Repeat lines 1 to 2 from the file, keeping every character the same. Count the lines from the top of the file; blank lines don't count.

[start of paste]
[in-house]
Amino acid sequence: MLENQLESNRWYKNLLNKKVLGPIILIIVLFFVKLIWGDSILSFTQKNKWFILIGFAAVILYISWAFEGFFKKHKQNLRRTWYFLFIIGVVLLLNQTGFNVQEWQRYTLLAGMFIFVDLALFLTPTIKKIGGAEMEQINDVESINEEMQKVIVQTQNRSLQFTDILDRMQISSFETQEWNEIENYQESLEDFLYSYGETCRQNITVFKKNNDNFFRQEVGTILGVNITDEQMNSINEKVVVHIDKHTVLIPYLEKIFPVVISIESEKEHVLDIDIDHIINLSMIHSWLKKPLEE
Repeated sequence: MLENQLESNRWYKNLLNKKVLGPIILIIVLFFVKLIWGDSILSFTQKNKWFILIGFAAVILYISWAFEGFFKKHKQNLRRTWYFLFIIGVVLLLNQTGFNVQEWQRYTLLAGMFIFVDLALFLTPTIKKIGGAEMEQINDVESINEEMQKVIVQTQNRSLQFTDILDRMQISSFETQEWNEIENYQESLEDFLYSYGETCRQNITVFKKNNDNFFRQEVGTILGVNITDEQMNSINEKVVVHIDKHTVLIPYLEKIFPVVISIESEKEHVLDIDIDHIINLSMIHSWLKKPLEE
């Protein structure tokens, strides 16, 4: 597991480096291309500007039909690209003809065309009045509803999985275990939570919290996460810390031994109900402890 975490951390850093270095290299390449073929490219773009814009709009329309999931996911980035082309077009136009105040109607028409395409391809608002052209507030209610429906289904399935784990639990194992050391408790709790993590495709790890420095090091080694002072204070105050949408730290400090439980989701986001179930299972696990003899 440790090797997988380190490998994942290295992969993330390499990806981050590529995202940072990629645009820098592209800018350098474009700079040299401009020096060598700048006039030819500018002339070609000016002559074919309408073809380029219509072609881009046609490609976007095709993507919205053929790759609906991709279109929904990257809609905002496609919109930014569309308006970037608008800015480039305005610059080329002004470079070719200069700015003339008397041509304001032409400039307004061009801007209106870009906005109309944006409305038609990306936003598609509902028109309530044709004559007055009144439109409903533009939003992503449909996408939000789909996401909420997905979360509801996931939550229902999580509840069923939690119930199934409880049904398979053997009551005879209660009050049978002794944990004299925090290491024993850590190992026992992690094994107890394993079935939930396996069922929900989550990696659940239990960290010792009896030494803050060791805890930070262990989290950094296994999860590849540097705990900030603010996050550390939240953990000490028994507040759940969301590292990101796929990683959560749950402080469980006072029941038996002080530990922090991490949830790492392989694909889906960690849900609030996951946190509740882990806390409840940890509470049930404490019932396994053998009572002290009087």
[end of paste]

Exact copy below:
[in-house]
Amino acid sequence: MLENQLESNRWYKNLLNKKVLGPIILIIVLFFVKLIWGDSILSFTQKNKWFILIGFAAVILYISWAFEGFFKKHKQNLRRTWYFLFIIGVVLLLNQTGFNVQEWQRYTLLAGMFIFVDLALFLTPTIKKIGGAEMEQINDVESINEEMQKVIVQTQNRSLQFTDILDRMQISSFETQEWNEIENYQESLEDFLYSYGETCRQNITVFKKNNDNFFRQEVGTILGVNITDEQMNSINEKVVVHIDKHTVLIPYLEKIFPVVISIESEKEHVLDIDIDHIINLSMIHSWLKKPLEE